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  • Lynn K. Girvin, Esq.

TOD vs. Revocable Trust

There are ways of transferring title to your home without the use of a Revocable Trust. A Transfer on Death deed (“TOD”) allows a property owner to execute a deed that names a beneficiary who will obtain the property at the owner’s death. This tool allows property to be distributed without the hassle of probate; but there are risks. First, the beneficiary must be living at the time of the title holder’s death, and second, the beneficiary cannot be a minor. The main problem with using a TOD is if the beneficiary dies before the property owner and the owner either forgets or is otherwise unable to change the TOD beneficiary, the property will end up going through probate. There is no “Plan B” for distribution of the property.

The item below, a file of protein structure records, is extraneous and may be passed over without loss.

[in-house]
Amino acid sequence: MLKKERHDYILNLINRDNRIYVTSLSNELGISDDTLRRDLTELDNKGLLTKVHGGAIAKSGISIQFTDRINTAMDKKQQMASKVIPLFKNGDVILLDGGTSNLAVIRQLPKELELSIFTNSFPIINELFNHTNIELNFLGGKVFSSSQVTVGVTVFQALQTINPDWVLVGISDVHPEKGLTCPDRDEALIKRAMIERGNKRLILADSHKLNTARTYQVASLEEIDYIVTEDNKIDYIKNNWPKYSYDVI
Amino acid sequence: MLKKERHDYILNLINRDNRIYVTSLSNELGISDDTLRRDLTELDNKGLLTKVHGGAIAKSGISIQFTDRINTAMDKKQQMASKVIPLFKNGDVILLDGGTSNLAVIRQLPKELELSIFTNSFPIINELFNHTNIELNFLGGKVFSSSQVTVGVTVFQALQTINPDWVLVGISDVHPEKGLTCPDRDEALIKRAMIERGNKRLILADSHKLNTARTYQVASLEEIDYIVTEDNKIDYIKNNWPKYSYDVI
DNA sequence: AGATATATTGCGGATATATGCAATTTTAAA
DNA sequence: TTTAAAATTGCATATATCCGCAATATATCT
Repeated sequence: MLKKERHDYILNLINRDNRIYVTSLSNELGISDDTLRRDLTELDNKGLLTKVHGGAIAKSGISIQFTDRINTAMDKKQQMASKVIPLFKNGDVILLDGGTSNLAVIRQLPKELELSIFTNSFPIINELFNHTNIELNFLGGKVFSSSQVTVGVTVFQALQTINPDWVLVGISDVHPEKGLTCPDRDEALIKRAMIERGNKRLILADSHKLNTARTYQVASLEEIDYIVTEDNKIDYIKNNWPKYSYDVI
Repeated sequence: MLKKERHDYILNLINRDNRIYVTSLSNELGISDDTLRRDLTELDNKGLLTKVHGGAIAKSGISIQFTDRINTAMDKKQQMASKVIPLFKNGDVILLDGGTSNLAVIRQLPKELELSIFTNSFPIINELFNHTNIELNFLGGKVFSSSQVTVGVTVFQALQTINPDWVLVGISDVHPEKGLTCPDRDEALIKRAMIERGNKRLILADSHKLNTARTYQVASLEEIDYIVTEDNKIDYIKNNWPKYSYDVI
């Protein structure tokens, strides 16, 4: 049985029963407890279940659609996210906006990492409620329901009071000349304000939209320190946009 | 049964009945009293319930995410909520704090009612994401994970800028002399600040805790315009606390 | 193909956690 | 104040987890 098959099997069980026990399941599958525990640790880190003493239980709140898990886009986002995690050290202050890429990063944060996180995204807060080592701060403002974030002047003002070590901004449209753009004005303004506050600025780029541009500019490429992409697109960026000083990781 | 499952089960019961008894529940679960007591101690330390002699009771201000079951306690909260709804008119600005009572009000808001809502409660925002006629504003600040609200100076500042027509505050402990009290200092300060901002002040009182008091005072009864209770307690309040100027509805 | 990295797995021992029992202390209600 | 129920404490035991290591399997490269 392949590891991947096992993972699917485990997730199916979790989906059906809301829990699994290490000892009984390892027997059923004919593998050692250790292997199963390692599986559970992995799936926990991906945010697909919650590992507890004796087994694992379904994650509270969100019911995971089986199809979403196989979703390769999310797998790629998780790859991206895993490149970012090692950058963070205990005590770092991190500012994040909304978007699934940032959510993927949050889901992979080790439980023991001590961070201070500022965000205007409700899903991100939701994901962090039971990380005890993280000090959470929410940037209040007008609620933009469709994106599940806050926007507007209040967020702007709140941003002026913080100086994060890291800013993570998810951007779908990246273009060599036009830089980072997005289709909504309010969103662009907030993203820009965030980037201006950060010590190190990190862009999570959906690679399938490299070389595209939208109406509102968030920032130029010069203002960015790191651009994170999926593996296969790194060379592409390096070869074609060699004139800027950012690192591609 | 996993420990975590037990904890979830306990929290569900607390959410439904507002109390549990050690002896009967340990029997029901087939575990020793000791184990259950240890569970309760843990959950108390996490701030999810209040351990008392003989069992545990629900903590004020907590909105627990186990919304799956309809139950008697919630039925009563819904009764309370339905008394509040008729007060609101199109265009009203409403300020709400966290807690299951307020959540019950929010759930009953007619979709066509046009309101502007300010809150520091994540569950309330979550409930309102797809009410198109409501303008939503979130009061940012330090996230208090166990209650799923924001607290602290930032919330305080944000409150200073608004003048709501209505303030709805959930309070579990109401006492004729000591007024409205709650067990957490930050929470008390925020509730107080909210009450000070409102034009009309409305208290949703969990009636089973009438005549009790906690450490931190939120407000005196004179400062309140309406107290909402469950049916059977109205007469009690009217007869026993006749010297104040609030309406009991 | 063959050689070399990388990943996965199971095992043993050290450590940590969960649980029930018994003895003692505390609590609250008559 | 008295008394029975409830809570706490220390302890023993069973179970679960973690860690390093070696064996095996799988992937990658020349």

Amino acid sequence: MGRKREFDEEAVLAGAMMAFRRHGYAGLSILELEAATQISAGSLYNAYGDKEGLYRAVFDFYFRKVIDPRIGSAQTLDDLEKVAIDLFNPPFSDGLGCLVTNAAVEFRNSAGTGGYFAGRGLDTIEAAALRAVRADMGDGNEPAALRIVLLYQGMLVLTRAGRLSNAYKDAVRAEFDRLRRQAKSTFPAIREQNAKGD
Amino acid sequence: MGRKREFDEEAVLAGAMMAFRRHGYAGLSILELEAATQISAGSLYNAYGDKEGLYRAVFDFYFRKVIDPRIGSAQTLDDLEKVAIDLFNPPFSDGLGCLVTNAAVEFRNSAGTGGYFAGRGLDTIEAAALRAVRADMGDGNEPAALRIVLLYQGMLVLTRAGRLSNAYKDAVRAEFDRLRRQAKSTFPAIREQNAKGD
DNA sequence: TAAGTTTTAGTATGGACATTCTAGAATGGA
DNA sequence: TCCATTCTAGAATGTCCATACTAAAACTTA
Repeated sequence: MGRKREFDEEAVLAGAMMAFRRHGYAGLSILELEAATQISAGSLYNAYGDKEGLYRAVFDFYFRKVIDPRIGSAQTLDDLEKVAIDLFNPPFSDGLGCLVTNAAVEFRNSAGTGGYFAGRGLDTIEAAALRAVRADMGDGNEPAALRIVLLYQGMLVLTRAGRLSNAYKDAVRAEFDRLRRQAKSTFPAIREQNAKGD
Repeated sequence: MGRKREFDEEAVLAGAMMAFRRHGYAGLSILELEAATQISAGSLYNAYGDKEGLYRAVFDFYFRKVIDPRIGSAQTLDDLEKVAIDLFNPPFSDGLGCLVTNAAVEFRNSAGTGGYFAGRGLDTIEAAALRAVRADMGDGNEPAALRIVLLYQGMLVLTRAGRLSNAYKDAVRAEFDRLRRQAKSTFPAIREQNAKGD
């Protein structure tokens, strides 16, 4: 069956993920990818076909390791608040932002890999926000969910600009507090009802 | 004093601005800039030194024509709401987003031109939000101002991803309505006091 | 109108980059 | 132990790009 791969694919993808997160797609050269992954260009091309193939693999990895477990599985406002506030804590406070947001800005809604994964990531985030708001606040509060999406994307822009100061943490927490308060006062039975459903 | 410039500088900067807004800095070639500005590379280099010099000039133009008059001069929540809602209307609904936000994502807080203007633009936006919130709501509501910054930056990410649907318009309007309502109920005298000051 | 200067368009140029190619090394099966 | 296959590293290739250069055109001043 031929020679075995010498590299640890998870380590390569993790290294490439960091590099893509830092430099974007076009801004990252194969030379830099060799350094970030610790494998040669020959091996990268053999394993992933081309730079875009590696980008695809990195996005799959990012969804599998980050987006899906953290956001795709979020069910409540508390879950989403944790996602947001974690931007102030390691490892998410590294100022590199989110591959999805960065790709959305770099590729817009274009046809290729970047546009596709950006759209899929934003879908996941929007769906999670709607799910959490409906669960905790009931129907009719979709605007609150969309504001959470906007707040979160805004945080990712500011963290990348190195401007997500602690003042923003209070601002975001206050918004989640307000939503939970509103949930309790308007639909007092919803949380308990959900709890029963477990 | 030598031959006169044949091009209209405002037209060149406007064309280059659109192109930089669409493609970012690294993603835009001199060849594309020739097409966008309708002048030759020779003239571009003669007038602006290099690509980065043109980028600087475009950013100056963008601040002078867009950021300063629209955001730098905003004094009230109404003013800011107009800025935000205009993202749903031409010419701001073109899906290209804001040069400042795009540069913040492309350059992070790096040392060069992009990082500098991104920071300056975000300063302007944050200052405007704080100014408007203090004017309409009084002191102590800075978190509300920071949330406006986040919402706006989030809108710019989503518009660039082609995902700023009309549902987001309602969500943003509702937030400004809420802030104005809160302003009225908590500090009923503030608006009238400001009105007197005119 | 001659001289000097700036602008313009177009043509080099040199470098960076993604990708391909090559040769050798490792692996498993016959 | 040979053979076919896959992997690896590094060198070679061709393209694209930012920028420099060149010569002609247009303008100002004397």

The better solution for a property owner is to create a Revocable Trust. Here, the property owner can provide for different possibilities if a named beneficiary is unable to receive the property. For instance, if your named beneficiary passes away before you and you want that property to go to someone else, you can provide those details in your trust document. In addition, if you want the property to be distributed to a minor, you can provide for a trustee to manage that property until the minor becomes an adult. And lastly, a Revocable Trust provides benefits both during and after the property owners death.

A Revocable Trust is simply a better estate planning tool. Transfer on Death Deeds serve a purpose for people who don’t have time or cannot afford to create a more comprehensive estate plan. A Transfer on Death Deed offers none of these protections and has inherent problems that are typically not discovered until after the property owner’s death when it is too late to fix. Every family situation is unique. We walk you through all the best options and create a solution that is just right for you.

Call me today to talk about your options! (714) 619-4145


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